Peak experience -- Steep slopes in the mountains of southeastern Afghanistan make restoring the forests a challenge. (Photos provided) Download Photo Here
December 08, 2009
Forestry experts help Afghans with land, water use
CARBONDALE, Ill. -- In arid Afghanistan, forests might seem to have little connection with farms. Not so, say two forestry professors from Southern Illinois University Carbondale.
“The biggest problem farmers there have is the lack of a steady supply of water when they need it,” says John W. Groninger, an expert in the cultivation of forest trees.
“Forests collect water in the winter and dispense it fairly evenly through the growing season. Without the forest, the water comes down in destructive spring floods and is gone.”
Groninger and colleague Charles M. Ruffner are working in Afghanistan under the auspices of a U.S. Agency for International Development project called AWATT -- Afghanistan Water, Agriculture and Technology Transfer. In addition to the interdisciplinary team from SIUC’s College of Agricultural Sciences, AWATT involves agriculture experts from Colorado State University, New Mexico State University and the University of Illinois at Urbana-Champaign as well as in-country universities, government ministries and other Afghan agencies. All of them focus on increasing the country’s ability to sustain itself through a better use of land and water.
The pair’s most recent trips, in late summer and early fall, build on earlier visits made in 2005 and 2008.
“The last time we went, we talked with water users and farm owners to find out what the issues were relating to water availability,” Ruffner says.
“Now we’re putting what we learned into practice upstream.”
Monsoons bring rain to Afghanistan’s mountainous southeast, making cone-bearing forests there deep and dense. But these forests face threats. Mountain residents cut down trees -- lots of trees -- to sell, to smuggle, to build with, to burn. They dig up roots for fuel. They graze their sheep on low-growing seedlings, plants and shrubs, destroying the next generation of trees and allowing soil to wash off the slopes and into the dams and irrigation canals downstream.
“They’re hard on the land because they need every possible resource just to survive into the next month or week or day,” Groninger says.
“All those years of war have meant that the priorities are on surviving. That can separate you from what you need to do to sustain your society long term.”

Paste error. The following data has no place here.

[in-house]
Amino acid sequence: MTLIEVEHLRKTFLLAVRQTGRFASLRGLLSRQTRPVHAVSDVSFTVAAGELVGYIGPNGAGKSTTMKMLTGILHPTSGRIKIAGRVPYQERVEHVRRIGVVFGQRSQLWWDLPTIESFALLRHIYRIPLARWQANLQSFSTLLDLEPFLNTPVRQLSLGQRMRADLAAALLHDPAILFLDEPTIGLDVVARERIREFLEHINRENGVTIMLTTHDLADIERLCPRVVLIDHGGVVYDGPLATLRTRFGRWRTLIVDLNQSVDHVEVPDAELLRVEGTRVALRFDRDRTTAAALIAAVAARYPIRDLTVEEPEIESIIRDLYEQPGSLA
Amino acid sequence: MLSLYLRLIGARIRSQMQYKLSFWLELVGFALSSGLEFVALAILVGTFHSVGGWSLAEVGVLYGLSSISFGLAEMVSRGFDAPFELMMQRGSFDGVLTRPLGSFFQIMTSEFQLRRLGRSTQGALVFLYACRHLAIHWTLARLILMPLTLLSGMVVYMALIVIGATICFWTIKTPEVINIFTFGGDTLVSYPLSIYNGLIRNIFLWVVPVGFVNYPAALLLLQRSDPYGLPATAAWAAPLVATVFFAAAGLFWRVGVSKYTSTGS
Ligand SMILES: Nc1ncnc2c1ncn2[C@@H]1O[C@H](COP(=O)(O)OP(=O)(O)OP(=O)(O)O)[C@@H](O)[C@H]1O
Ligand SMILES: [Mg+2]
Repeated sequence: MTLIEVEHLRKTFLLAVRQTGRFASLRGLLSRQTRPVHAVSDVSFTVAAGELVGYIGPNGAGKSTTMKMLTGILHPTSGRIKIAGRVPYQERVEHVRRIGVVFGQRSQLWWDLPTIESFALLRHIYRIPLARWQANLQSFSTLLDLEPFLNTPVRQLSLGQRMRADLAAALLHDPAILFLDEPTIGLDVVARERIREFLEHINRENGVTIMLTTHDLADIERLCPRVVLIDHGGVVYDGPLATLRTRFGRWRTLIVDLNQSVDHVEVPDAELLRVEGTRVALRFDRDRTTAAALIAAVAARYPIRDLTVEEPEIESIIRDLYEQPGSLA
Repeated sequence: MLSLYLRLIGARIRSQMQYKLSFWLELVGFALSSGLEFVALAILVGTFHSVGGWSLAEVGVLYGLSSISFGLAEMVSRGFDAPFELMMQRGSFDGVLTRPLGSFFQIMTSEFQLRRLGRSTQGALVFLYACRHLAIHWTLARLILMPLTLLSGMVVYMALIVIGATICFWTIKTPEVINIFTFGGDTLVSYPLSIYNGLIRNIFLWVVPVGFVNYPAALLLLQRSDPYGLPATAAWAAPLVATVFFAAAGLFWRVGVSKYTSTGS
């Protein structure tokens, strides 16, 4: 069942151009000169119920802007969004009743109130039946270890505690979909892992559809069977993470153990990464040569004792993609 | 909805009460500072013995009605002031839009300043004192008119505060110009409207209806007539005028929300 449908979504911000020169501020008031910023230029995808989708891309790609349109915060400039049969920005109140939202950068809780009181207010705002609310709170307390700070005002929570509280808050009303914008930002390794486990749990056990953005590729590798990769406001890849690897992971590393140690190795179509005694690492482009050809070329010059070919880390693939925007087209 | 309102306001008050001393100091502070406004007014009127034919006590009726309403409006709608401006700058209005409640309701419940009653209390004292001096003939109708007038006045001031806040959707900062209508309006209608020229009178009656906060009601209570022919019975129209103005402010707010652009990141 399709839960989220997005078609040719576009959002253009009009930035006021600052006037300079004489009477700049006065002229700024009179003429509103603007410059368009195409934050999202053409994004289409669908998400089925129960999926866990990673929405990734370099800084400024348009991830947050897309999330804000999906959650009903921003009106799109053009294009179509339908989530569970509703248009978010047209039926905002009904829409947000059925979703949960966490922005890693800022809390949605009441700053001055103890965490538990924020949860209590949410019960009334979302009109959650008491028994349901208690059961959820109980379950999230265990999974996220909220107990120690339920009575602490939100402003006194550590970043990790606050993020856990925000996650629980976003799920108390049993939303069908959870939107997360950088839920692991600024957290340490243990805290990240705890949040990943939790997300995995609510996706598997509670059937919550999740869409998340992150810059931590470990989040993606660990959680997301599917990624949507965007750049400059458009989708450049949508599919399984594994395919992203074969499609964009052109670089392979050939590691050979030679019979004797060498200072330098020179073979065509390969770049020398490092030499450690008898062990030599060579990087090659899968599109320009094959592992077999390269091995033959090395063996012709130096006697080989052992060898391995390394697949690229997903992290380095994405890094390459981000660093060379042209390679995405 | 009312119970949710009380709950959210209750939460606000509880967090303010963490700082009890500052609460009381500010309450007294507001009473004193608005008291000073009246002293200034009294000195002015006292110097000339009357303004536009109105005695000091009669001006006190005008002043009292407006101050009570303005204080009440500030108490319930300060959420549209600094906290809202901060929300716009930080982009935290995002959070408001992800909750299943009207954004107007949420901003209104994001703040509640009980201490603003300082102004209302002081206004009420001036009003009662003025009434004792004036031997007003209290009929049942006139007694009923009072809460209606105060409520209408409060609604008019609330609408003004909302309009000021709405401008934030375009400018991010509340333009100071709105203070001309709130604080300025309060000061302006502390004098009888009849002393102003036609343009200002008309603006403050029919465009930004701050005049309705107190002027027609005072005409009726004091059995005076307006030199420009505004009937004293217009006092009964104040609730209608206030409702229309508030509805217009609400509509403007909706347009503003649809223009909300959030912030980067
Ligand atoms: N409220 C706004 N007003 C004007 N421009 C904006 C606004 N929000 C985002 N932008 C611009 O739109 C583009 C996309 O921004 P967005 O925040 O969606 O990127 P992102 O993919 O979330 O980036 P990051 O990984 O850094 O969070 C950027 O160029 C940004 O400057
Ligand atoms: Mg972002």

This year’s efforts reflect a shift in focus for Groninger and Ruffner, from the relatively safe north to the riskier southern and eastern portions of Afghanistan.
“This is where they have true forests, and the Ministry of Agriculture wanted us to go there, but the security problems add to the challenge,” Groninger says.
“Before, we could travel as civilians, but in the southern part of the country, everything is strictly under the wing of the U.S. military.”
The military’s focus has also shifted, from projects that become targets as soon as they’re built to restoration efforts that sustain farming and natural resources.
“It’s frustrating for them when they no sooner finish something like a building and then it’s blown up,” Groninger says. “As one commander told us, ‘It’s tough to blow up trees.’”
These shifts in emphasis allowed the foresters to work closely with soldiers in trying to restore Afghanistan’s upland forests and watersheds.
“They didn’t know how to establish vegetation in an inaccessible, overgrazed environment or how to develop a vegetative buffer system along the waterways,” Groninger says.
“We put together plans for getting grass and trees in the ground, the first tangible step for getting the watershed under control.”
Ruffner took core samples from trees to use in determining how much rain has fallen annually in the region over the last two to three centuries.
“We have no idea how much water courses through these watersheds because they have no gauges,” he said.
“If we know whether recent years have been abnormally dry or abnormally wet, the engineers can better design systems that are appropriate for the area.”
At the request of provincial officials, they also taught workshops on forest protection.
“In some areas, everyone lives from the forest -- it’s a huge economic driver -- but people lack an understanding of how a healthy forest relates to their overall livelihood,” Groninger says.
Ideas that seem obvious to Americans -- keep sheep from eating too much of the low-lying vegetation, keep rills from becoming gullies, leave cones so that seedlings will grow -- in many cases represent new knowledge for Afghans.
“If you grow up not seeing tree seedlings, for example, because they’re all eaten, you will not understand where the next forest comes from,” Groninger says.
In addition, much folk knowledge has been lost, Ruffner notes.
“Men our age don’t exist -- they were killed off,” he says. “There’s a new generation who haven’t had the old traditions passed down.”
Since their return, the pair has put together what they refer to as a “call to arms” for American foresters and watershed experts, urging them to put their knowledge to work in this ravaged country.
“A lot of the problems Afghans are going through now are those that people in this country went through 100 years ago,” Groninger says.
In the States, those problems led to the establishment of cooperative extension systems, a federal forestry service, water and soil conservation agencies. Afghanistan offers those with specialized skills the opportunity to bring such advances to a country that desperately needs them.
“We want to inspire people, especially the young, to go out into the world and do good,” Ruffner says.
Adds Groninger, “We want people to understand that everybody has something to offer, that they can do things they’ve never dreamed of.”
Ruffner smiles. “I tell my classes, ‘Don’t sell yourself short,” he says. “You never know what you can do for someone.’”